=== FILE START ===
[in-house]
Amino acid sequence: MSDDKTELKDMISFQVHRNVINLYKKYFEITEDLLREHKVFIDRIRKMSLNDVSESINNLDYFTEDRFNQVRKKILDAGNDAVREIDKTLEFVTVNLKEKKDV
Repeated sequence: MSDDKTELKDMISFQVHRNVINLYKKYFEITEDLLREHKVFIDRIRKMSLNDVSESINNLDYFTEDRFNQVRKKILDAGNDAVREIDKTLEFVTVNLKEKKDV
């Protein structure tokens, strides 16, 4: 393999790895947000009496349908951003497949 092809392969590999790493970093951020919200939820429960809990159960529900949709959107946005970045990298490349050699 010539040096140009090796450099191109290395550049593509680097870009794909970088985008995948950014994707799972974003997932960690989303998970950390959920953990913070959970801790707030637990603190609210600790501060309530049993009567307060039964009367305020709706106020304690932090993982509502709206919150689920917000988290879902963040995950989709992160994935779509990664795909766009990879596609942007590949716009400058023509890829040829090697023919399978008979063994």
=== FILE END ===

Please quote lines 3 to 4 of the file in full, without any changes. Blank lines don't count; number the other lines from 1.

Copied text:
Repeated sequence: MSDDKTELKDMISFQVHRNVINLYKKYFEITEDLLREHKVFIDRIRKMSLNDVSESINNLDYFTEDRFNQVRKKILDAGNDAVREIDKTLEFVTVNLKEKKDV
């Protein structure tokens, strides 16, 4: 393999790895947000009496349908951003497949 092809392969590999790493970093951020919200939820429960809990159960529900949709959107946005970045990298490349050699 010539040096140009090796450099191109290395550049593509680097870009794909970088985008995948950014994707799972974003997932960690989303998970950390959920953990913070959970801790707030637990603190609210600790501060309530049993009567307060039964009367305020709706106020304690932090993982509502709206919150689920917000988290879902963040995950989709992160994935779509990664795909766009990879596609942007590949716009400058023509890829040829090697023919399978008979063994």